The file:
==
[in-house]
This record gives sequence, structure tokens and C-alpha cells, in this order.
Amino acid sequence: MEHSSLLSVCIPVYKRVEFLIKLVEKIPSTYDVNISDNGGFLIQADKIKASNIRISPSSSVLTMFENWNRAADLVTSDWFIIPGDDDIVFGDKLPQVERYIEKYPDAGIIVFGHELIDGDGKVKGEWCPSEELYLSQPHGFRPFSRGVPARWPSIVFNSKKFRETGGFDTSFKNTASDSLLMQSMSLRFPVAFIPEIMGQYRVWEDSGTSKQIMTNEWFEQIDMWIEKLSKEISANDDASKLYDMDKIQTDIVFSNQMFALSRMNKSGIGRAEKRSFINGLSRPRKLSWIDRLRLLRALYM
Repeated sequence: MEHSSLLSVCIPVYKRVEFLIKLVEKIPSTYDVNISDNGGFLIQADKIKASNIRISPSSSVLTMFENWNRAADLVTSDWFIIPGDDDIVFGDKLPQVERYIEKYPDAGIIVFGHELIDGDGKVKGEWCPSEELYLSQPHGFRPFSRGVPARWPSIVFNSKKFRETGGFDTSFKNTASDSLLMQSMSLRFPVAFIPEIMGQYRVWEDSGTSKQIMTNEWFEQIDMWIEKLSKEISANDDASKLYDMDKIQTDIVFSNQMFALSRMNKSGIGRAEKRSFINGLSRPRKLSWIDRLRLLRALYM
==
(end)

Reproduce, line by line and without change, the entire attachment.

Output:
[in-house]
This record gives sequence, structure tokens and C-alpha cells, in this order.
Amino acid sequence: MEHSSLLSVCIPVYKRVEFLIKLVEKIPSTYDVNISDNGGFLIQADKIKASNIRISPSSSVLTMFENWNRAADLVTSDWFIIPGDDDIVFGDKLPQVERYIEKYPDAGIIVFGHELIDGDGKVKGEWCPSEELYLSQPHGFRPFSRGVPARWPSIVFNSKKFRETGGFDTSFKNTASDSLLMQSMSLRFPVAFIPEIMGQYRVWEDSGTSKQIMTNEWFEQIDMWIEKLSKEISANDDASKLYDMDKIQTDIVFSNQMFALSRMNKSGIGRAEKRSFINGLSRPRKLSWIDRLRLLRALYM
Repeated sequence: MEHSSLLSVCIPVYKRVEFLIKLVEKIPSTYDVNISDNGGFLIQADKIKASNIRISPSSSVLTMFENWNRAADLVTSDWFIIPGDDDIVFGDKLPQVERYIEKYPDAGIIVFGHELIDGDGKVKGEWCPSEELYLSQPHGFRPFSRGVPARWPSIVFNSKKFRETGGFDTSFKNTASDSLLMQSMSLRFPVAFIPEIMGQYRVWEDSGTSKQIMTNEWFEQIDMWIEKLSKEISANDDASKLYDMDKIQTDIVFSNQMFALSRMNKSGIGRAEKRSFINGLSRPRKLSWIDRLRLLRALYM